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This coming school year, the average California resident attending an in-state, public university will incur costs between $23,000 and $32,000. An out-of-state resident will pay $46,000 to $55,000. These exorbitant costs are certainly not exclusive to the Golden State. The expenses are putting a massive strain on young people throughout the nation — a strain that many don't realize until they are already deep in debt.
On June 5, the White House called on colleges and universities (opens in new tab) to adopt more transparent language about the cost of attending school in their financial aid letters. In the wake of nationwide trillion-dollar student loan debt, Vice President Biden is pushing for a clearer summary of what prospective students should expect to pay over the course of the school year. The proposed layout is said to better help parents and students understand what their costs will be, and to more properly inform their decisions to take out loans.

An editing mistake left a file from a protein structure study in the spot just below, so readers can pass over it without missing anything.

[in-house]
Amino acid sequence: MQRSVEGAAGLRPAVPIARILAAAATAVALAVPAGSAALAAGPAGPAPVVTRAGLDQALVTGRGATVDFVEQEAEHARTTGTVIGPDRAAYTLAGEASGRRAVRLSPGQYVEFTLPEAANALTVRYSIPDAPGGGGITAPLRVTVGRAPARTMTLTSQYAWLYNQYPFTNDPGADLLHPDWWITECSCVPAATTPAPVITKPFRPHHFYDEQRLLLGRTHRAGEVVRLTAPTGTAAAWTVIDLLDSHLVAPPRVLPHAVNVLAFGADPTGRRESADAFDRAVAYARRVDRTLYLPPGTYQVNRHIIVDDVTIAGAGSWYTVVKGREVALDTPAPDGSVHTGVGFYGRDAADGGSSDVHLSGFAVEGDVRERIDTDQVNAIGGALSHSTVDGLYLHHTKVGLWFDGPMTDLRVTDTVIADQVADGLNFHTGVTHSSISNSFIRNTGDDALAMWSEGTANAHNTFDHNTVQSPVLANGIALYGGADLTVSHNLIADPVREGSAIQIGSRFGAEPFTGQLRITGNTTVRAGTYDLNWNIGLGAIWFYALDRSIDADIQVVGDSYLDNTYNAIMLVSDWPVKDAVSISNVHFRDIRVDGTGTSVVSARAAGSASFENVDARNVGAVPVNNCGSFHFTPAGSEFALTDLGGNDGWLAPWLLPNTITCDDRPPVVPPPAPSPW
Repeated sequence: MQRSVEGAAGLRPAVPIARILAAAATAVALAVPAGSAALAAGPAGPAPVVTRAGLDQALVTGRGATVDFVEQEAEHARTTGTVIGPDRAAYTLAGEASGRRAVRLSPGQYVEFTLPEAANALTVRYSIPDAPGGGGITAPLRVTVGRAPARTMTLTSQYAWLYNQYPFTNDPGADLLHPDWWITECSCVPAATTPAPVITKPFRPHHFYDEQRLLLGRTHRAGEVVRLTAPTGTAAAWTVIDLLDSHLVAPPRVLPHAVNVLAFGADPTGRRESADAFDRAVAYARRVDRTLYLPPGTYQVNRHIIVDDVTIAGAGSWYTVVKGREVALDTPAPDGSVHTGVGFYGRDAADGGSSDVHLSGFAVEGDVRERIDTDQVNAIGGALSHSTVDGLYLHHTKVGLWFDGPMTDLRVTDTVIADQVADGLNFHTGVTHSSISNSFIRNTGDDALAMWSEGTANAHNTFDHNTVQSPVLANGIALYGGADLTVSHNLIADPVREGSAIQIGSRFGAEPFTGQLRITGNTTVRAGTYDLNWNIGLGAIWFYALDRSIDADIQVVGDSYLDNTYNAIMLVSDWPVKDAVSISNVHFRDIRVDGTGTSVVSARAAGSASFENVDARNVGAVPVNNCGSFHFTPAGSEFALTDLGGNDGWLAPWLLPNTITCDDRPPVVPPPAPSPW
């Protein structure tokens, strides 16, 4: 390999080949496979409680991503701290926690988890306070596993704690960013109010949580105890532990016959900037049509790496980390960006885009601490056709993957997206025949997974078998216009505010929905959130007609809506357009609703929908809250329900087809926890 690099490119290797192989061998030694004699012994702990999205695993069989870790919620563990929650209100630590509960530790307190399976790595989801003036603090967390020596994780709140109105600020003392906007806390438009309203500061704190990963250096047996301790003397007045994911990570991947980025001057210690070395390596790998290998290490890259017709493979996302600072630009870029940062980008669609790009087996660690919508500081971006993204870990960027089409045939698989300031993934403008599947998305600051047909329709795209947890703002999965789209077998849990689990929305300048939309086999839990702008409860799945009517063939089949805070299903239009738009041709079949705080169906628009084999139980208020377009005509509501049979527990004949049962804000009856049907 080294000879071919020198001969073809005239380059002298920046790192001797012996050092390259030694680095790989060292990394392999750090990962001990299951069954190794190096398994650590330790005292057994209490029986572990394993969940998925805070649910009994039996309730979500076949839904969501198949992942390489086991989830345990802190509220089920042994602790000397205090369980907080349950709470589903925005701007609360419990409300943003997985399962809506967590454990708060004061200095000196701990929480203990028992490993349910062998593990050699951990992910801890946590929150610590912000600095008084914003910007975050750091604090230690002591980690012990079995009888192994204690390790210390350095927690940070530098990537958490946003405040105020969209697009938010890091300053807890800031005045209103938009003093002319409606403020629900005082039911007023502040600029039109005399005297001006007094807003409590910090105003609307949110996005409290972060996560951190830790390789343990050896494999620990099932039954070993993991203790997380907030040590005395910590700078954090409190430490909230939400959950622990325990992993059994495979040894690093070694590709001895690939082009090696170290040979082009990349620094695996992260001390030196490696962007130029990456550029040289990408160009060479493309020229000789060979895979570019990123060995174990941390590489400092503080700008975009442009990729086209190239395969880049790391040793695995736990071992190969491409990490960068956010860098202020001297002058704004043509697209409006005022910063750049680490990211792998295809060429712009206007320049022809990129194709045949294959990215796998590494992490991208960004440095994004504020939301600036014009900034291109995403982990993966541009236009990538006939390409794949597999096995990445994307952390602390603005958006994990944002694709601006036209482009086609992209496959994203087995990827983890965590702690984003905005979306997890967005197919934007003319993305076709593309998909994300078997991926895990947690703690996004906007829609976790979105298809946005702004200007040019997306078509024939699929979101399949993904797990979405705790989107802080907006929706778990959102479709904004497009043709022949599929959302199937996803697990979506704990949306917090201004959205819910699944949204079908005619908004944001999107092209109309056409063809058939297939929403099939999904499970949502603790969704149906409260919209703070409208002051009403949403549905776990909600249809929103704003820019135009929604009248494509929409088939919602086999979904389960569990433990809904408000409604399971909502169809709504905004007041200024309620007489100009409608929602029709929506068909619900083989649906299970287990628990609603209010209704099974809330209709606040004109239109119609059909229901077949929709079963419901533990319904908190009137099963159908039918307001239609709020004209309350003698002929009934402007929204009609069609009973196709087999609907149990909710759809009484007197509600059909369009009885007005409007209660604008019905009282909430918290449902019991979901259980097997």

The guidelines to be included in each letter are:
- How much one year of college will cost
- Financial aid options to pay this cost, with a clear differentiation between grants and scholarships, which do not have to be repaid, and loans, which do
- Net costs after grants and scholarships are taken into account
- Estimated monthly payments for the federal student loans the student would likely owe after graduation
- Vital information about student results, including comparative information about the rates at which students enroll from one year to the next, graduate, and repay their loans without defaulting on their obligations.
So far, 10 schools, including Vassar College and the University of North Carolina at Chapel Hill, have agreed to include this info in an "easy-to-read place" on correspondence starting with the 2013-2014 school year. The hope is that more schools will voluntarily adopt this format, making financial aid information uniform across all colleges and universities.
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